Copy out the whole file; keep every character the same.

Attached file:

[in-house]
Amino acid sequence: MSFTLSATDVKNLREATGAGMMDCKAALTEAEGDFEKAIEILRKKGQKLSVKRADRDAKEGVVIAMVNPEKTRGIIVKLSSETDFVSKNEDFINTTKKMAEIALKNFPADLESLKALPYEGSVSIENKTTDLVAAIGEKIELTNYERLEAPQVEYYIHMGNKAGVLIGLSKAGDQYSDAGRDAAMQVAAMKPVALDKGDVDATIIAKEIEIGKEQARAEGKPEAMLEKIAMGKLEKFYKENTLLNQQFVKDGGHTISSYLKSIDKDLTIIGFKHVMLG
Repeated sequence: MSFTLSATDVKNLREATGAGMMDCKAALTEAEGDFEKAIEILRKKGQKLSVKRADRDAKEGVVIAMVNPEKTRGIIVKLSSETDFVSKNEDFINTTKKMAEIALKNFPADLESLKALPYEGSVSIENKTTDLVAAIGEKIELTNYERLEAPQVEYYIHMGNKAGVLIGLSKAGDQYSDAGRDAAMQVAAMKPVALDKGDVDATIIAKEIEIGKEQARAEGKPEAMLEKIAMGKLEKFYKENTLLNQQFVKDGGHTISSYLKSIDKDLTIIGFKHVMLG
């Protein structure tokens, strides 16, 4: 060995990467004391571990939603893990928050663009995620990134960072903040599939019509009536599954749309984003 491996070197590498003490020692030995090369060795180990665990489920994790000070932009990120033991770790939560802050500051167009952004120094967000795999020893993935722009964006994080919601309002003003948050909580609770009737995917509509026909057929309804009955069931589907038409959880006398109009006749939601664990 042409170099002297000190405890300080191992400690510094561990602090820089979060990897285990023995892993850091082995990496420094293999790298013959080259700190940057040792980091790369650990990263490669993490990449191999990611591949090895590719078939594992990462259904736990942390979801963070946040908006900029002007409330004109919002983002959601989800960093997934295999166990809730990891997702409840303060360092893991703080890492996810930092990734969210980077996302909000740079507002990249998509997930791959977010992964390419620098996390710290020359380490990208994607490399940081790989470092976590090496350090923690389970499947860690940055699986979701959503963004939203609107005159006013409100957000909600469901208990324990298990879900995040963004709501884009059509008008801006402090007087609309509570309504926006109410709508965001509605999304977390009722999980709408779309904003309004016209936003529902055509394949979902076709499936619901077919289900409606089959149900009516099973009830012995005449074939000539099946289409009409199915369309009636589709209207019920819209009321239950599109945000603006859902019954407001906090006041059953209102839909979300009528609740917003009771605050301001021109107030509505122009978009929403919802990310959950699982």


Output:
[in-house]
Amino acid sequence: MSFTLSATDVKNLREATGAGMMDCKAALTEAEGDFEKAIEILRKKGQKLSVKRADRDAKEGVVIAMVNPEKTRGIIVKLSSETDFVSKNEDFINTTKKMAEIALKNFPADLESLKALPYEGSVSIENKTTDLVAAIGEKIELTNYERLEAPQVEYYIHMGNKAGVLIGLSKAGDQYSDAGRDAAMQVAAMKPVALDKGDVDATIIAKEIEIGKEQARAEGKPEAMLEKIAMGKLEKFYKENTLLNQQFVKDGGHTISSYLKSIDKDLTIIGFKHVMLG
Repeated sequence: MSFTLSATDVKNLREATGAGMMDCKAALTEAEGDFEKAIEILRKKGQKLSVKRADRDAKEGVVIAMVNPEKTRGIIVKLSSETDFVSKNEDFINTTKKMAEIALKNFPADLESLKALPYEGSVSIENKTTDLVAAIGEKIELTNYERLEAPQVEYYIHMGNKAGVLIGLSKAGDQYSDAGRDAAMQVAAMKPVALDKGDVDATIIAKEIEIGKEQARAEGKPEAMLEKIAMGKLEKFYKENTLLNQQFVKDGGHTISSYLKSIDKDLTIIGFKHVMLG
């Protein structure tokens, strides 16, 4: 060995990467004391571990939603893990928050663009995620990134960072903040599939019509009536599954749309984003 491996070197590498003490020692030995090369060795180990665990489920994790000070932009990120033991770790939560802050500051167009952004120094967000795999020893993935722009964006994080919601309002003003948050909580609770009737995917509509026909057929309804009955069931589907038409959880006398109009006749939601664990 042409170099002297000190405890300080191992400690510094561990602090820089979060990897285990023995892993850091082995990496420094293999790298013959080259700190940057040792980091790369650990990263490669993490990449191999990611591949090895590719078939594992990462259904736990942390979801963070946040908006900029002007409330004109919002983002959601989800960093997934295999166990809730990891997702409840303060360092893991703080890492996810930092990734969210980077996302909000740079507002990249998509997930791959977010992964390419620098996390710290020359380490990208994607490399940081790989470092976590090496350090923690389970499947860690940055699986979701959503963004939203609107005159006013409100957000909600469901208990324990298990879900995040963004709501884009059509008008801006402090007087609309509570309504926006109410709508965001509605999304977390009722999980709408779309904003309004016209936003529902055509394949979902076709499936619901077919289900409606089959149900009516099973009830012995005449074939000539099946289409009409199915369309009636589709209207019920819209009321239950599109945000603006859902019954407001906090006041059953209102839909979300009528609740917003009771605050301001021109107030509505122009978009929403919802990310959950699982």